Enhanced NMDA receptor-dependent LTP in the epileptic CA1 area via upregulation of NR2B

Lorenz Müller, Tursonjan Tokay, Katrin Porath, Rüdiger Köhling, Timo Kirschstein

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43 Citations (Scopus)

Abstract

Impairment of synaptic plasticity such as long-term potentiation (LTP) is a common finding in various animal models of a number of neurodegenerative disorders. While cognitive deficits associated with these models are plausibly attributed to impaired plasticity, it is an intriguing question whether learning impairment correlates in general with compromised synaptic plasticity. In the present study, we have addressed this issue and discovered an enhancement of theta-burst stimulation-induced LTP at Schaffer collateral-CA1 synapses from chronically epileptic animals. The LTP enhancement was abolished by the NMDA receptor 2B (NR2B) blocker Ro 25-6981 (1μM) while it was preserved following application of the NR2A blocker NVP-AAM077 (50nM). Moreover, pharmacological characterization of intracellularly recorded excitatory postsynaptic potentials (EPSP) from CA1 pyramidal neurons indicated an increased NR2B/NR2A ratio in epileptic tissue, and NMDA receptor mediated excitatory postsynaptic currents showed significantly longer decay times. Quantitative reverse-transcriptase PCR confirmed the transcriptional up-regulation of NR2B-mRNA in chronically epileptic animals. To test the significance for epileptiform activity, recurrent epileptiform discharges (REDs) in the CA1 area induced by bath application of either high K+ (8mM) plus gabazine (5μM) or 4-aminopyridine (50μM), were also characterized pharmacologically. While in control slices the presence of Ro 25-6981 had no effect on the RED frequency, NR2B inhibition significantly increased epileptic activity in tissue from epileptic animals. Our results demonstrate that CA1 synapses in chronically epileptic tissue can undergo an LTP enhancement due to an NR2B up-regulation in CA1 pyramidal neurons. On the network level, this up-regulation appears to be a compensatory process, since blockade of these receptors leaves the tissue more susceptible to hyperexcitability.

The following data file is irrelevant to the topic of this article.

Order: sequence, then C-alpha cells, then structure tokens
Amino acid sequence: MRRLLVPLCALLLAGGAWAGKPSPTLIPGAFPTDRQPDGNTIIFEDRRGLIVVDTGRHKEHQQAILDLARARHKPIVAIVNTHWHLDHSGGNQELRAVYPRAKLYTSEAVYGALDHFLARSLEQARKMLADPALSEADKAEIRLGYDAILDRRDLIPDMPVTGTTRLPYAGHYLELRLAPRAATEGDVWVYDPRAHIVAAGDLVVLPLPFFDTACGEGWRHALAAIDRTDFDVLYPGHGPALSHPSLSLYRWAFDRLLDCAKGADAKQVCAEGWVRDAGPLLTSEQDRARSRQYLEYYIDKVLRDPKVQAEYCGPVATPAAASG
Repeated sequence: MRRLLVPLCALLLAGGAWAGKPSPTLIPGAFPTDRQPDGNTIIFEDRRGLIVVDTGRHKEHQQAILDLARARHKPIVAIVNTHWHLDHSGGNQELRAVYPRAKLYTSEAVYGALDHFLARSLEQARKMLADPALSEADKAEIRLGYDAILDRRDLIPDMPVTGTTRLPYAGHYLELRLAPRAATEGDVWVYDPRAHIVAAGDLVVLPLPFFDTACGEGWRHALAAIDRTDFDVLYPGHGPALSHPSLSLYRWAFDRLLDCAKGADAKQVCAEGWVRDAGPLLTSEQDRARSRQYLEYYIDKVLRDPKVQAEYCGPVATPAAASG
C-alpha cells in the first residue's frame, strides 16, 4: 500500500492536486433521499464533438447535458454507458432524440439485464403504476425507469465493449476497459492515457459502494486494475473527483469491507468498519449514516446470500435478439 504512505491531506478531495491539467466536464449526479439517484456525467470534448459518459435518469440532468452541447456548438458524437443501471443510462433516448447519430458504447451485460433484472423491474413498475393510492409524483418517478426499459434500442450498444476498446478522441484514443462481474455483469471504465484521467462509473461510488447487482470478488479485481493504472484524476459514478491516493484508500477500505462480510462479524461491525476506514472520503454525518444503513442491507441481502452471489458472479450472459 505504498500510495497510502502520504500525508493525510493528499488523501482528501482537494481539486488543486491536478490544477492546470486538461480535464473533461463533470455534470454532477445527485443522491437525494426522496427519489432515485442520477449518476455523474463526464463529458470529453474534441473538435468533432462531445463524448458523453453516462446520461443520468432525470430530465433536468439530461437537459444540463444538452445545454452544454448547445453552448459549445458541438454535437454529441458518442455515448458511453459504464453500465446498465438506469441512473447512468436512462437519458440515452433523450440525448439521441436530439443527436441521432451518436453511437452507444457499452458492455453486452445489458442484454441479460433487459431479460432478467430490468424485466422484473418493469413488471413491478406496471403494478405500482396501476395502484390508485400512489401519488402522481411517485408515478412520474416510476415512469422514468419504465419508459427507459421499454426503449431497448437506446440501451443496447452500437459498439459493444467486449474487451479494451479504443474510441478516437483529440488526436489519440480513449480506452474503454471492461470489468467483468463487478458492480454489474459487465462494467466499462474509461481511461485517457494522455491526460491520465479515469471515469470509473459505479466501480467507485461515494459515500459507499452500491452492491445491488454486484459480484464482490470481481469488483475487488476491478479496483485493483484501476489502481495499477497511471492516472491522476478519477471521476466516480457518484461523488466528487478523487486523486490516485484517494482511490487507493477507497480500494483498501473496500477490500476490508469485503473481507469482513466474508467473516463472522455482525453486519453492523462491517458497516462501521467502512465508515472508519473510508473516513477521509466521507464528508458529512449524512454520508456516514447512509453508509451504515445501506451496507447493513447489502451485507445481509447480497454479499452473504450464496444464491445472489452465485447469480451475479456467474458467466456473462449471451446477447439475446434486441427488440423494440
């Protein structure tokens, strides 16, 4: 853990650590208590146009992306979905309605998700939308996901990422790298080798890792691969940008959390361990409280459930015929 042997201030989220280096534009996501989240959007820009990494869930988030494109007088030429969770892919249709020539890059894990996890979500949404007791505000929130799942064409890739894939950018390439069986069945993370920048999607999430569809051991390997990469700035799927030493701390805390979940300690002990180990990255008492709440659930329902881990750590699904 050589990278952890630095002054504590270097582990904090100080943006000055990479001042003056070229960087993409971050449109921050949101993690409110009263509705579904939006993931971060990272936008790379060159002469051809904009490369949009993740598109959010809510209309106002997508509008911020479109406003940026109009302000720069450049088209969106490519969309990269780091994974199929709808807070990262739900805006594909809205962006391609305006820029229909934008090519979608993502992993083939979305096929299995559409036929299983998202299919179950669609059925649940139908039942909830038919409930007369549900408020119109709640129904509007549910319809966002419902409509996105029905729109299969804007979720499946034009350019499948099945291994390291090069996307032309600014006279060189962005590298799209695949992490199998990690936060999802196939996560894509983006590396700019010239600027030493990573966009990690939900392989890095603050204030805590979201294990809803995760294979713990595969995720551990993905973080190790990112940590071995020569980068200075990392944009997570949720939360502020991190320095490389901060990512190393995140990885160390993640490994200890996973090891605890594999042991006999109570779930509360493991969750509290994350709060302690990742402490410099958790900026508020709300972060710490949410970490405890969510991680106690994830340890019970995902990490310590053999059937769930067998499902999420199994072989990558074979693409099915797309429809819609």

Original languageEnglish
Pages (from-to)183-193
Number of pages11
JournalNeurobiology of Disease
Volume54
DOIs
Publication statusPublished - Jun 1 2013

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Keywords

  • NVP-AAM077
  • Pilocarpine
  • Ro 25-6981
  • Synaptic plasticity

ASJC Scopus subject areas

  • Neurology

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